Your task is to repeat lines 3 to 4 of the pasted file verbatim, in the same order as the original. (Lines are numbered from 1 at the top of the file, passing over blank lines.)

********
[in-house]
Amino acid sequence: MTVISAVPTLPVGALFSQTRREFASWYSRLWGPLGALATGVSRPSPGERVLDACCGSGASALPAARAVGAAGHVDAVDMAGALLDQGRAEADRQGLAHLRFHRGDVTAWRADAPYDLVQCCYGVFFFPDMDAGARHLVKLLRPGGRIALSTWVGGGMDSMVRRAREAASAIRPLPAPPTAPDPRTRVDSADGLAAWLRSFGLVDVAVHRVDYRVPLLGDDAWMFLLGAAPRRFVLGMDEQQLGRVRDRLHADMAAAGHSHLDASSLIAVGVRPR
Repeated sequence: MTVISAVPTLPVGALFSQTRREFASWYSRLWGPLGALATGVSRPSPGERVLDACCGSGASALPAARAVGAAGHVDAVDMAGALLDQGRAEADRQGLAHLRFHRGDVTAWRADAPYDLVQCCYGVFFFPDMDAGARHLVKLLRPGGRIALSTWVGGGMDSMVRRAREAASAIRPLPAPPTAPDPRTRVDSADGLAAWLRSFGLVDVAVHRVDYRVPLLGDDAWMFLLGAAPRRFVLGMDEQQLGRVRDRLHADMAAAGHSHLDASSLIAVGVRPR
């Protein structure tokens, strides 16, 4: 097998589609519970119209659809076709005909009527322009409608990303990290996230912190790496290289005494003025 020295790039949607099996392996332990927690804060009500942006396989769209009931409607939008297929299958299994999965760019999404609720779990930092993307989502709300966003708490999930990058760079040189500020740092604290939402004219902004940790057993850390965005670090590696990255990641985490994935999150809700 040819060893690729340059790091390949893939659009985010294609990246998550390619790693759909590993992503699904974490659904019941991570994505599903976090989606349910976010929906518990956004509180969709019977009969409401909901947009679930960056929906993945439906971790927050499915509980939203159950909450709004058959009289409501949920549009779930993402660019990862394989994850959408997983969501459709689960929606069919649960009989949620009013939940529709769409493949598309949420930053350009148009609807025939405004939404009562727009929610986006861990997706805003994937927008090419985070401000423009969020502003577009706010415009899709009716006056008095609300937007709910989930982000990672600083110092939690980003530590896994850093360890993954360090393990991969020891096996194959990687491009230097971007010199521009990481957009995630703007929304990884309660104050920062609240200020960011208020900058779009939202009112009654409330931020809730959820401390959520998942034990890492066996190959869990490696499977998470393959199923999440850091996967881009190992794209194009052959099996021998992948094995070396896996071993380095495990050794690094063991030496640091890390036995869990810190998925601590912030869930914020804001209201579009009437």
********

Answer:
Repeated sequence: MTVISAVPTLPVGALFSQTRREFASWYSRLWGPLGALATGVSRPSPGERVLDACCGSGASALPAARAVGAAGHVDAVDMAGALLDQGRAEADRQGLAHLRFHRGDVTAWRADAPYDLVQCCYGVFFFPDMDAGARHLVKLLRPGGRIALSTWVGGGMDSMVRRAREAASAIRPLPAPPTAPDPRTRVDSADGLAAWLRSFGLVDVAVHRVDYRVPLLGDDAWMFLLGAAPRRFVLGMDEQQLGRVRDRLHADMAAAGHSHLDASSLIAVGVRPR
């Protein structure tokens, strides 16, 4: 097998589609519970119209659809076709005909009527322009409608990303990290996230912190790496290289005494003025 020295790039949607099996392996332990927690804060009500942006396989769209009931409607939008297929299958299994999965760019999404609720779990930092993307989502709300966003708490999930990058760079040189500020740092604290939402004219902004940790057993850390965005670090590696990255990641985490994935999150809700 040819060893690729340059790091390949893939659009985010294609990246998550390619790693759909590993992503699904974490659904019941991570994505599903976090989606349910976010929906518990956004509180969709019977009969409401909901947009679930960056929906993945439906971790927050499915509980939203159950909450709004058959009289409501949920549009779930993402660019990862394989994850959408997983969501459709689960929606069919649960009989949620009013939940529709769409493949598309949420930053350009148009609807025939405004939404009562727009929610986006861990997706805003994937927008090419985070401000423009969020502003577009706010415009899709009716006056008095609300937007709910989930982000990672600083110092939690980003530590896994850093360890993954360090393990991969020891096996194959990687491009230097971007010199521009990481957009995630703007929304990884309660104050920062609240200020960011208020900058779009939202009112009654409330931020809730959820401390959520998942034990890492066996190959869990490696499977998470393959199923999440850091996967881009190992794209194009052959099996021998992948094995070396896996071993380095495990050794690094063991030496640091890390036995869990810190998925601590912030869930914020804001209201579009009437």